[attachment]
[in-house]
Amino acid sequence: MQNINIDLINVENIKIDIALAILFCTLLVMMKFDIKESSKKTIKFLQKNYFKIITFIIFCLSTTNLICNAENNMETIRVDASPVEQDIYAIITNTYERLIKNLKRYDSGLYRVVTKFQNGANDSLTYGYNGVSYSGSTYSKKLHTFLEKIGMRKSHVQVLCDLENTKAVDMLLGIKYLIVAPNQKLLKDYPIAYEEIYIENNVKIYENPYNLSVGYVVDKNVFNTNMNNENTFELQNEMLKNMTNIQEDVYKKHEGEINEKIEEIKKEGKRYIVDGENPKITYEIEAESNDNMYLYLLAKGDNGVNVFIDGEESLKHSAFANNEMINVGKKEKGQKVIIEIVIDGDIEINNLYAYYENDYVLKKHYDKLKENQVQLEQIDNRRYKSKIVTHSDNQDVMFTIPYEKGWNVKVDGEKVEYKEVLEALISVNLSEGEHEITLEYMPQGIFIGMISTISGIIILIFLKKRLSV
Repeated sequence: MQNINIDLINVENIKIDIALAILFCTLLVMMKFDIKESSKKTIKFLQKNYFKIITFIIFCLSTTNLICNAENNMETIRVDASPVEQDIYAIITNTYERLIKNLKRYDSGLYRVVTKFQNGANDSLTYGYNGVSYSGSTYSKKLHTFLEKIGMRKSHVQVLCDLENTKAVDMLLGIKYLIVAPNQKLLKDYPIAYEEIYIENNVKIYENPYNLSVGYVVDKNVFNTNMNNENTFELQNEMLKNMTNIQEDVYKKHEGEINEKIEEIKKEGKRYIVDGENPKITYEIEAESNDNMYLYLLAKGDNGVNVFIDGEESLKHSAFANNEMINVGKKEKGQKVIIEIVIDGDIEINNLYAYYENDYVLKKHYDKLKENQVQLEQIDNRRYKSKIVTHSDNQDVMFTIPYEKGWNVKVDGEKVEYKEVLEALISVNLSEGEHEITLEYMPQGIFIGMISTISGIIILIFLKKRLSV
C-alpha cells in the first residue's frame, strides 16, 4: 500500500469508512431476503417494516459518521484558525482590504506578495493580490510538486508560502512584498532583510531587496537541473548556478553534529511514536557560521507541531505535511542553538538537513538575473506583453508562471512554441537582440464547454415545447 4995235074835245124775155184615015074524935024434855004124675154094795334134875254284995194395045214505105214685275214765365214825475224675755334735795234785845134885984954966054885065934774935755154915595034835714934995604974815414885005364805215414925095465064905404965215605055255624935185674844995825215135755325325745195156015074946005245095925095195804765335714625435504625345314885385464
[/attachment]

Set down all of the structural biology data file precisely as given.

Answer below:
[in-house]
Amino acid sequence: MQNINIDLINVENIKIDIALAILFCTLLVMMKFDIKESSKKTIKFLQKNYFKIITFIIFCLSTTNLICNAENNMETIRVDASPVEQDIYAIITNTYERLIKNLKRYDSGLYRVVTKFQNGANDSLTYGYNGVSYSGSTYSKKLHTFLEKIGMRKSHVQVLCDLENTKAVDMLLGIKYLIVAPNQKLLKDYPIAYEEIYIENNVKIYENPYNLSVGYVVDKNVFNTNMNNENTFELQNEMLKNMTNIQEDVYKKHEGEINEKIEEIKKEGKRYIVDGENPKITYEIEAESNDNMYLYLLAKGDNGVNVFIDGEESLKHSAFANNEMINVGKKEKGQKVIIEIVIDGDIEINNLYAYYENDYVLKKHYDKLKENQVQLEQIDNRRYKSKIVTHSDNQDVMFTIPYEKGWNVKVDGEKVEYKEVLEALISVNLSEGEHEITLEYMPQGIFIGMISTISGIIILIFLKKRLSV
Repeated sequence: MQNINIDLINVENIKIDIALAILFCTLLVMMKFDIKESSKKTIKFLQKNYFKIITFIIFCLSTTNLICNAENNMETIRVDASPVEQDIYAIITNTYERLIKNLKRYDSGLYRVVTKFQNGANDSLTYGYNGVSYSGSTYSKKLHTFLEKIGMRKSHVQVLCDLENTKAVDMLLGIKYLIVAPNQKLLKDYPIAYEEIYIENNVKIYENPYNLSVGYVVDKNVFNTNMNNENTFELQNEMLKNMTNIQEDVYKKHEGEINEKIEEIKKEGKRYIVDGENPKITYEIEAESNDNMYLYLLAKGDNGVNVFIDGEESLKHSAFANNEMINVGKKEKGQKVIIEIVIDGDIEINNLYAYYENDYVLKKHYDKLKENQVQLEQIDNRRYKSKIVTHSDNQDVMFTIPYEKGWNVKVDGEKVEYKEVLEALISVNLSEGEHEITLEYMPQGIFIGMISTISGIIILIFLKKRLSV
C-alpha cells in the first residue's frame, strides 16, 4: 500500500469508512431476503417494516459518521484558525482590504506578495493580490510538486508560502512584498532583510531587496537541473548556478553534529511514536557560521507541531505535511542553538538537513538575473506583453508562471512554441537582440464547454415545447 4995235074835245124775155184615015074524935024434855004124675154094795334134875254284995194395045214505105214685275214765365214825475224675755334735795234785845134885984954966054885065934774935755154915595034835714934995604974815414885005364805215414925095465064905404965215605055255624935185674844995825215135755325325745195156015074946005245095925095195804765335714625435504625345314885385464